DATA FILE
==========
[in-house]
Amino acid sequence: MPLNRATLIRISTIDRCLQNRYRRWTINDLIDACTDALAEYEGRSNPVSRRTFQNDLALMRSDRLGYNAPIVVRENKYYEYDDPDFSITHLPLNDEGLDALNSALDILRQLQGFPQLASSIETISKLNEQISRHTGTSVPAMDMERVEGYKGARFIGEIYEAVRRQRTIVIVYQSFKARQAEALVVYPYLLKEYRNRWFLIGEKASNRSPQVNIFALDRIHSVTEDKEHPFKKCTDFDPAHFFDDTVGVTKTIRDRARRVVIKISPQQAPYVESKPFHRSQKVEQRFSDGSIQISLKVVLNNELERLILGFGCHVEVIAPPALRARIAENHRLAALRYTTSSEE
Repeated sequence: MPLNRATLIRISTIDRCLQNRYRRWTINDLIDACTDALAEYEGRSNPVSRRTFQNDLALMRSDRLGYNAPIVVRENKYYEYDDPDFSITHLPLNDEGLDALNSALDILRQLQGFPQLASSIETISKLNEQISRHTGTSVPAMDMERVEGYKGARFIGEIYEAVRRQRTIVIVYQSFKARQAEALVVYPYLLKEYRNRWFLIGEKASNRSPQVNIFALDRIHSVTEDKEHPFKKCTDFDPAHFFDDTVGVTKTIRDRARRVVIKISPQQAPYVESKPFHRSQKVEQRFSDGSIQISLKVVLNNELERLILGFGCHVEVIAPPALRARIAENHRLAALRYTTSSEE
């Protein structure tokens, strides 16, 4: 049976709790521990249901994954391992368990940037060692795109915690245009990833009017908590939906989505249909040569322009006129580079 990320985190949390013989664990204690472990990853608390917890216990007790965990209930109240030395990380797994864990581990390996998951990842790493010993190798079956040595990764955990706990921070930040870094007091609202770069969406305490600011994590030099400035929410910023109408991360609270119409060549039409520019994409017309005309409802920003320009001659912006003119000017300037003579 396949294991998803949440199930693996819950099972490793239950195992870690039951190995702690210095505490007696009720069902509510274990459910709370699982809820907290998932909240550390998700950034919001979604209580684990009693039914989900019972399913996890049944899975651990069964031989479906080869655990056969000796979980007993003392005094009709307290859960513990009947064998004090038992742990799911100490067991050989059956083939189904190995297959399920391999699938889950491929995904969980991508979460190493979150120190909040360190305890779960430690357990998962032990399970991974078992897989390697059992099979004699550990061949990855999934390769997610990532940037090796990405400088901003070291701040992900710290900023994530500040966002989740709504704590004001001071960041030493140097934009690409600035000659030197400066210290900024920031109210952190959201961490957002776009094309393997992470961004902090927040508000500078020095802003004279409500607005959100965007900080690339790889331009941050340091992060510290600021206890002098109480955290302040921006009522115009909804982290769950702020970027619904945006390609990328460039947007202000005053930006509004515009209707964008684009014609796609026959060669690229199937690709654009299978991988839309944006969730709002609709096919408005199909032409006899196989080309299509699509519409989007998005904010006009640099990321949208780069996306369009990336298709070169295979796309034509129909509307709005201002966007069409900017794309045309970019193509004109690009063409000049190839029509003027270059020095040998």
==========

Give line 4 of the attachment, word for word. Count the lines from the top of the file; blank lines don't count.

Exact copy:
């Protein structure tokens, strides 16, 4: 049976709790521990249901994954391992368990940037060692795109915690245009990833009017908590939906989505249909040569322009006129580079 990320985190949390013989664990204690472990990853608390917890216990007790965990209930109240030395990380797994864990581990390996998951990842790493010993190798079956040595990764955990706990921070930040870094007091609202770069969406305490600011994590030099400035929410910023109408991360609270119409060549039409520019994409017309005309409802920003320009001659912006003119000017300037003579 396949294991998803949440199930693996819950099972490793239950195992870690039951190995702690210095505490007696009720069902509510274990459910709370699982809820907290998932909240550390998700950034919001979604209580684990009693039914989900019972399913996890049944899975651990069964031989479906080869655990056969000796979980007993003392005094009709307290859960513990009947064998004090038992742990799911100490067991050989059956083939189904190995297959399920391999699938889950491929995904969980991508979460190493979150120190909040360190305890779960430690357990998962032990399970991974078992897989390697059992099979004699550990061949990855999934390769997610990532940037090796990405400088901003070291701040992900710290900023994530500040966002989740709504704590004001001071960041030493140097934009690409600035000659030197400066210290900024920031109210952190959201961490957002776009094309393997992470961004902090927040508000500078020095802003004279409500607005959100965007900080690339790889331009941050340091992060510290600021206890002098109480955290302040921006009522115009909804982290769950702020970027619904945006390609990328460039947007202000005053930006509004515009209707964008684009014609796609026959060669690229199937690709654009299978991988839309944006969730709002609709096919408005199909032409006899196989080309299509699509519409989007998005904010006009640099990321949208780069996306369009990336298709070169295979796309034509129909509307709005201002966007069409900017794309045309970019193509004109690009063409000049190839029509003027270059020095040998």